Tony Bellew Calls It Quit After Heartbreak Defeat

After Saturday night’s defeat to Oleksandr Usyk, Tony Bellew has confirmed that his boxing career was “over” but insisted he had surpassed his dreams and “won in life” during a touching news conference.

The 35-year old briefly said he felt a “failure” because of his eighth-round stoppage defeat against the undisputed cruiserweight world champion.

Bellew’s wife Rachael instantly shouted from the back of the news conference that he “hadn’t failed at all”, while Bellew’s father also yelled words of praise.

“It’s definitely over, you’ll not see me in a ring again,” said a sobbing Bellew.

“Now I just want to be normal, so please leave me alone.

“No one who knows me calls me Tony, I’ve always been Anthony to them. Tony Bellew exists for these cameras really. Tony Bellew died tonight, it’s Anthony that’s left.

“I have won. I sit here as a loser, heartbroken, but I have won in life. When I was expelled in school, I had nothing, with nowhere to go. Now my family are millionaires. I never dreamed this would be possible.”

A win over Usyk would have made Bellew the first Briton to hold four world titles in a weight division.

During a 40-minute news conference, he began to cry when thanking his mother and father, who he cites as his motivation during years as a young boxer. His dad shouted he was the “best son”, adding: “I’m proud of you lad.”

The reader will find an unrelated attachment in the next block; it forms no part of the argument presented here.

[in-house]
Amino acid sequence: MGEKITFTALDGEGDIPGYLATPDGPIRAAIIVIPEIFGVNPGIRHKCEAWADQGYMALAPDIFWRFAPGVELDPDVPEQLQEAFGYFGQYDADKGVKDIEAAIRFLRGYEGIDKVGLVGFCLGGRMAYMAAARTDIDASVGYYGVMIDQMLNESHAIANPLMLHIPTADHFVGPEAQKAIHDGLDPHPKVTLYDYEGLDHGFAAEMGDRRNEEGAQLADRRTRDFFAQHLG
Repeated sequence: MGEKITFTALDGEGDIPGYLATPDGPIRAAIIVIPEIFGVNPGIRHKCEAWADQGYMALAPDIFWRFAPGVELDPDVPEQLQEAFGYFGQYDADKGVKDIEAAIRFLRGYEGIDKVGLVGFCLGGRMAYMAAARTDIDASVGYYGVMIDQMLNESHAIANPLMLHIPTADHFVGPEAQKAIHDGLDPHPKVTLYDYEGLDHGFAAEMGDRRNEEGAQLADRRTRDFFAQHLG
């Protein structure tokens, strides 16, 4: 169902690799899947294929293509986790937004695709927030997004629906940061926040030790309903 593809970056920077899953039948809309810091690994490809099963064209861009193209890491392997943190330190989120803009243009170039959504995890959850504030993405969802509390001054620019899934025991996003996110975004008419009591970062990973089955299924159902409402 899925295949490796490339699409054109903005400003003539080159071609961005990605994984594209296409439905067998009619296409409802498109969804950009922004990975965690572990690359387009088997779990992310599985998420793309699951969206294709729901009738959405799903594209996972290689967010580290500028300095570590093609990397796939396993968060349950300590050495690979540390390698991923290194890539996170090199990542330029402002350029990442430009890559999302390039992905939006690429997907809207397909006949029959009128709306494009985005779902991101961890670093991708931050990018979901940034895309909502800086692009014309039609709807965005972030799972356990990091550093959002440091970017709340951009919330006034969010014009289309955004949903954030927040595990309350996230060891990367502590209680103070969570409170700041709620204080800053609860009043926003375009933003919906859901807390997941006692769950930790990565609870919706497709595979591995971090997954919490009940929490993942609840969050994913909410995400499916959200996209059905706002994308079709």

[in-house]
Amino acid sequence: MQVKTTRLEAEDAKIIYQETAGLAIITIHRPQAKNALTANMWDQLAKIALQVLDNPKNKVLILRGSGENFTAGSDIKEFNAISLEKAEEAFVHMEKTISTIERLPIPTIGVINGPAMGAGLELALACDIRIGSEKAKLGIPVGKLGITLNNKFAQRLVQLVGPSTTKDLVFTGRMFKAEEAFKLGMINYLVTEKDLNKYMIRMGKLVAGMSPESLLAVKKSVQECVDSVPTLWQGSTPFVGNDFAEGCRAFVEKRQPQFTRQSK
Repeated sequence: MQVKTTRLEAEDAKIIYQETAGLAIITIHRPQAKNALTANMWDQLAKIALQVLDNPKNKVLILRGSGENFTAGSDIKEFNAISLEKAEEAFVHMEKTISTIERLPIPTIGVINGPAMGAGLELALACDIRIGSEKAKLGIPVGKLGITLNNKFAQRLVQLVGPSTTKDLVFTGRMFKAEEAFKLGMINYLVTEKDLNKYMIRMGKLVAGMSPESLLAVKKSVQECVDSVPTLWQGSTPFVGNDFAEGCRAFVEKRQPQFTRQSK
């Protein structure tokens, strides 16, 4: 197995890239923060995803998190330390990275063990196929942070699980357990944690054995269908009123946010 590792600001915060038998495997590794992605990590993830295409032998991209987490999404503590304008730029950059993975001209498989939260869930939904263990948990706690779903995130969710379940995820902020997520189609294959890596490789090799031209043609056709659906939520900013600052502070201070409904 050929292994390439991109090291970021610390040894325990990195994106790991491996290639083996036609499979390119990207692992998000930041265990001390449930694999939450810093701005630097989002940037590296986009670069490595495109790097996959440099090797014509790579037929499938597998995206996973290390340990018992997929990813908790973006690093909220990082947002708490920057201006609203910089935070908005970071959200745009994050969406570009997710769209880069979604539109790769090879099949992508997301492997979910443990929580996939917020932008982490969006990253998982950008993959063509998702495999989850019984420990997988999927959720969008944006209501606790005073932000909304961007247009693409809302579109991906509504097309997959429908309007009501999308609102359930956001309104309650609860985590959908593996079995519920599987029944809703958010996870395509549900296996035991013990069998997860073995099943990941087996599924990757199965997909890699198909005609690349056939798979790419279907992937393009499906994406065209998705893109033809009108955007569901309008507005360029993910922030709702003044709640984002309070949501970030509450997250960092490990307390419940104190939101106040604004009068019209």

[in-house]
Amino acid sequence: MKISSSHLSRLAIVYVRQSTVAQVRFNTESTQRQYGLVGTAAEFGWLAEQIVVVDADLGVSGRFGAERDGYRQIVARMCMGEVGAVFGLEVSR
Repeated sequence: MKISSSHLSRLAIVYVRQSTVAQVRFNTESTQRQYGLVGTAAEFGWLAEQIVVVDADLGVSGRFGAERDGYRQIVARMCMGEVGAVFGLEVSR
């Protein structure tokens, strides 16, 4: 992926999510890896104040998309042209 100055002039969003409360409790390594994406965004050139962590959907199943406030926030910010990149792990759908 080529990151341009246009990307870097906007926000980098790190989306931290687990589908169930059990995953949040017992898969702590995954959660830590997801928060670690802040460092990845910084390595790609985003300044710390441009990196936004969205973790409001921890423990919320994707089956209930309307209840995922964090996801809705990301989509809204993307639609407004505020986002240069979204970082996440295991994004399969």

Trainer Dave Coldwell fought back tears when stating his fighter was part of “the best five years” of his life, while promoter Eddie Hearn pointed to moments where Bellew’s career was on a knife-edge long before he realised his dream of becoming a world champion in 2016.

“Tonight, I watched a great fighter,” said Hearn. “Someone who has improved so much. He has gone from being not at world level as we saw when he fought Nathan Cleverly in 2014, to elite level. We are so proud of this man and what he has achieved.”

Bellew’s eye-catching start saw him lead on two of the three judges’ scorecards when the stoppage arrived, prompting him to concede: “I got tired for the first time in my career.”

He insisted moments of showboating in the ring were designed to frustrate his opponent rather than influence the sold-out crowd, while Usyk later admitted he was working hard not to be drawn into “fighting” rather than “boxing” early in the contest.

Bellew added: “No excuses, I won’t make any. I lost to the best fighter I have ever faced. I am not weight drained. He was awkward, intelligent. He fell for my traps a few times. But ultimately he got me.

“He is potentially the greatest cruiserweight that’s ever lived. For me, it is always Evander Holyfield but Usyk’s done what no other cruiserweight has ever done by having all four belts.”